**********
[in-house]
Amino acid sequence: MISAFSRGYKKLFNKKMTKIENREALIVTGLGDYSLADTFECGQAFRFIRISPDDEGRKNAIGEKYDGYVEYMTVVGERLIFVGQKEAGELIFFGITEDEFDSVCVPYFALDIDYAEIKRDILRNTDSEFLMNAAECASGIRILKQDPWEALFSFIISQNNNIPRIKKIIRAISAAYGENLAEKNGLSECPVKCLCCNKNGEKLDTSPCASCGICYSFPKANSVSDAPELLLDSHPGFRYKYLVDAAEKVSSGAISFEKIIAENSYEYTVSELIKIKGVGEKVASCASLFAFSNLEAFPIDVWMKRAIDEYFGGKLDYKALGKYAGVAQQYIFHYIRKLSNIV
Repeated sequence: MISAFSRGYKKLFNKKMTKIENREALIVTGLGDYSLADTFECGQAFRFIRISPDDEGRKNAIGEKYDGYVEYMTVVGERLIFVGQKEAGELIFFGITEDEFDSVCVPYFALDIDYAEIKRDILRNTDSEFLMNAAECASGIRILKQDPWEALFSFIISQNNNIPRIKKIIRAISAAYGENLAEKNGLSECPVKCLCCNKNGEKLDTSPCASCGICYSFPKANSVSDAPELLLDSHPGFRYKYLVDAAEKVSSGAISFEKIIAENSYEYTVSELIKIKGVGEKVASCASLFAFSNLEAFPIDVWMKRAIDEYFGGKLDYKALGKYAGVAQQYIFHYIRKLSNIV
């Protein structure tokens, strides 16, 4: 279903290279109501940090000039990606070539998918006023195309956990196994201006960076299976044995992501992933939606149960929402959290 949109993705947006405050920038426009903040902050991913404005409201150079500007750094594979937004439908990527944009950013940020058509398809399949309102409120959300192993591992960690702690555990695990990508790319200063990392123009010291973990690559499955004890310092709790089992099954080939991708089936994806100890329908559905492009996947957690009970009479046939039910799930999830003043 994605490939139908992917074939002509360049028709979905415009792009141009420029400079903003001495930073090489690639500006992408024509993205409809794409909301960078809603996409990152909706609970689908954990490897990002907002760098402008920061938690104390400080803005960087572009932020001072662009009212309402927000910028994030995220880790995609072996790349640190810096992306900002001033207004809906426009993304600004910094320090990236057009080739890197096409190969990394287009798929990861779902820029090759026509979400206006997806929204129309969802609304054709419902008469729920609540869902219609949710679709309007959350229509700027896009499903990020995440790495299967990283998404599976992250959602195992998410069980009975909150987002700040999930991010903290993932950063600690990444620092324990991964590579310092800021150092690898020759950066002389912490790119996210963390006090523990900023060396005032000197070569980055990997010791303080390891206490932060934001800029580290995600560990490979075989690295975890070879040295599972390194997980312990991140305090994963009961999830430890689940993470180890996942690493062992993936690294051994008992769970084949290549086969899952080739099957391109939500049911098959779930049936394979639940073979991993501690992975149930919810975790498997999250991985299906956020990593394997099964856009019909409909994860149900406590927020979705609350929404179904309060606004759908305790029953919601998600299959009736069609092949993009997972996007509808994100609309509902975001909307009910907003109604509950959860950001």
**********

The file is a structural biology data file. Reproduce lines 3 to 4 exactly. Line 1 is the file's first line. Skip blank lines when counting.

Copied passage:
Repeated sequence: MISAFSRGYKKLFNKKMTKIENREALIVTGLGDYSLADTFECGQAFRFIRISPDDEGRKNAIGEKYDGYVEYMTVVGERLIFVGQKEAGELIFFGITEDEFDSVCVPYFALDIDYAEIKRDILRNTDSEFLMNAAECASGIRILKQDPWEALFSFIISQNNNIPRIKKIIRAISAAYGENLAEKNGLSECPVKCLCCNKNGEKLDTSPCASCGICYSFPKANSVSDAPELLLDSHPGFRYKYLVDAAEKVSSGAISFEKIIAENSYEYTVSELIKIKGVGEKVASCASLFAFSNLEAFPIDVWMKRAIDEYFGGKLDYKALGKYAGVAQQYIFHYIRKLSNIV
């Protein structure tokens, strides 16, 4: 279903290279109501940090000039990606070539998918006023195309956990196994201006960076299976044995992501992933939606149960929402959290 949109993705947006405050920038426009903040902050991913404005409201150079500007750094594979937004439908990527944009950013940020058509398809399949309102409120959300192993591992960690702690555990695990990508790319200063990392123009010291973990690559499955004890310092709790089992099954080939991708089936994806100890329908559905492009996947957690009970009479046939039910799930999830003043 994605490939139908992917074939002509360049028709979905415009792009141009420029400079903003001495930073090489690639500006992408024509993205409809794409909301960078809603996409990152909706609970689908954990490897990002907002760098402008920061938690104390400080803005960087572009932020001072662009009212309402927000910028994030995220880790995609072996790349640190810096992306900002001033207004809906426009993304600004910094320090990236057009080739890197096409190969990394287009798929990861779902820029090759026509979400206006997806929204129309969802609304054709419902008469729920609540869902219609949710679709309007959350229509700027896009499903990020995440790495299967990283998404599976992250959602195992998410069980009975909150987002700040999930991010903290993932950063600690990444620092324990991964590579310092800021150092690898020759950066002389912490790119996210963390006090523990900023060396005032000197070569980055990997010791303080390891206490932060934001800029580290995600560990490979075989690295975890070879040295599972390194997980312990991140305090994963009961999830430890689940993470180890996942690493062992993936690294051994008992769970084949290549086969899952080739099957391109939500049911098959779930049936394979639940073979991993501690992975149930919810975790498997999250991985299906956020990593394997099964856009019909409909994860149900406590927020979705609350929404179904309060606004759908305790029953919601998600299959009736069609092949993009997972996007509808994100609309509902975001909307009910907003109604509950959860950001």